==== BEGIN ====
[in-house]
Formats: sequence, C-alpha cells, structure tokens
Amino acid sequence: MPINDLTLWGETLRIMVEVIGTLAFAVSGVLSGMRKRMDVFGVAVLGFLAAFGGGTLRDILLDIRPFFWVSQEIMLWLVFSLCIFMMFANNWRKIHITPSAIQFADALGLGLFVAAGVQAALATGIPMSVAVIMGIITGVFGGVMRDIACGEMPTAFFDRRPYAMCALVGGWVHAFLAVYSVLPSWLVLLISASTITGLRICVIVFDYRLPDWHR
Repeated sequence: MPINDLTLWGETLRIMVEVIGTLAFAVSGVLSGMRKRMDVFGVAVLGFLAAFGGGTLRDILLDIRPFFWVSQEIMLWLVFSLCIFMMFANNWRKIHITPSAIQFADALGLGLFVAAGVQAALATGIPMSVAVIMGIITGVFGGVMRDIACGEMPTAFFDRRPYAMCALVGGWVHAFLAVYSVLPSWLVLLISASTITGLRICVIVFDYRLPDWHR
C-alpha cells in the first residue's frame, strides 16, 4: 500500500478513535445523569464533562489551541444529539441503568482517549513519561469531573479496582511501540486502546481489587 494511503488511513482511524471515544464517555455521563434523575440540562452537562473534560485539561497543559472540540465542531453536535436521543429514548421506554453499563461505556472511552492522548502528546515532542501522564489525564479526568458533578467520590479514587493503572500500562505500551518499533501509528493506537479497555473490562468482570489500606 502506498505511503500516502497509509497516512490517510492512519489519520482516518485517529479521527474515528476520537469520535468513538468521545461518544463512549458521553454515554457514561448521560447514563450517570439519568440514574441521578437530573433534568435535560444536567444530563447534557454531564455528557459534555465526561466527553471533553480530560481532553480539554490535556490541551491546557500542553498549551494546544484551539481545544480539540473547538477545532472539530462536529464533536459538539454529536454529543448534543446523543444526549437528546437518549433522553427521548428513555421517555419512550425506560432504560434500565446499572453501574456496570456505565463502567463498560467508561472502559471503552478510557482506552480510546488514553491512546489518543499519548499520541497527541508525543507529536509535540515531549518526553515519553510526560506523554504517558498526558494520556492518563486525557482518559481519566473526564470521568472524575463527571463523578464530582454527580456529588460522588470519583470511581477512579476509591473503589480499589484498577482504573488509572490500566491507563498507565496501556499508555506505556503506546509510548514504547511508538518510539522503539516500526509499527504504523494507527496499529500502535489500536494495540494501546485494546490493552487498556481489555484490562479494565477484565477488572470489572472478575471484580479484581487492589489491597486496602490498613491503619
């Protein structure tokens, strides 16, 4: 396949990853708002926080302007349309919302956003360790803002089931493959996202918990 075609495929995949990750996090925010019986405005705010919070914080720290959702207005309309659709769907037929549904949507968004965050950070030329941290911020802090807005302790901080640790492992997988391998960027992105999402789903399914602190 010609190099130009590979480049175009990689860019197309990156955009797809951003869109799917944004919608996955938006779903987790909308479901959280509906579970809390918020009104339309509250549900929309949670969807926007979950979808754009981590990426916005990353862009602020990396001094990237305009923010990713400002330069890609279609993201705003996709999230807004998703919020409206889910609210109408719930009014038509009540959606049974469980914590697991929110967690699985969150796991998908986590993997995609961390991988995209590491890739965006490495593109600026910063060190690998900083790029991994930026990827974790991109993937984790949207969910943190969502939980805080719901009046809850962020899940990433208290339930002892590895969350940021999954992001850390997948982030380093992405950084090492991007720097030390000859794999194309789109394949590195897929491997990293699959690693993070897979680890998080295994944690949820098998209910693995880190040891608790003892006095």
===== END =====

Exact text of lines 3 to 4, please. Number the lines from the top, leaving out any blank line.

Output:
Amino acid sequence: MPINDLTLWGETLRIMVEVIGTLAFAVSGVLSGMRKRMDVFGVAVLGFLAAFGGGTLRDILLDIRPFFWVSQEIMLWLVFSLCIFMMFANNWRKIHITPSAIQFADALGLGLFVAAGVQAALATGIPMSVAVIMGIITGVFGGVMRDIACGEMPTAFFDRRPYAMCALVGGWVHAFLAVYSVLPSWLVLLISASTITGLRICVIVFDYRLPDWHR
Repeated sequence: MPINDLTLWGETLRIMVEVIGTLAFAVSGVLSGMRKRMDVFGVAVLGFLAAFGGGTLRDILLDIRPFFWVSQEIMLWLVFSLCIFMMFANNWRKIHITPSAIQFADALGLGLFVAAGVQAALATGIPMSVAVIMGIITGVFGGVMRDIACGEMPTAFFDRRPYAMCALVGGWVHAFLAVYSVLPSWLVLLISASTITGLRICVIVFDYRLPDWHR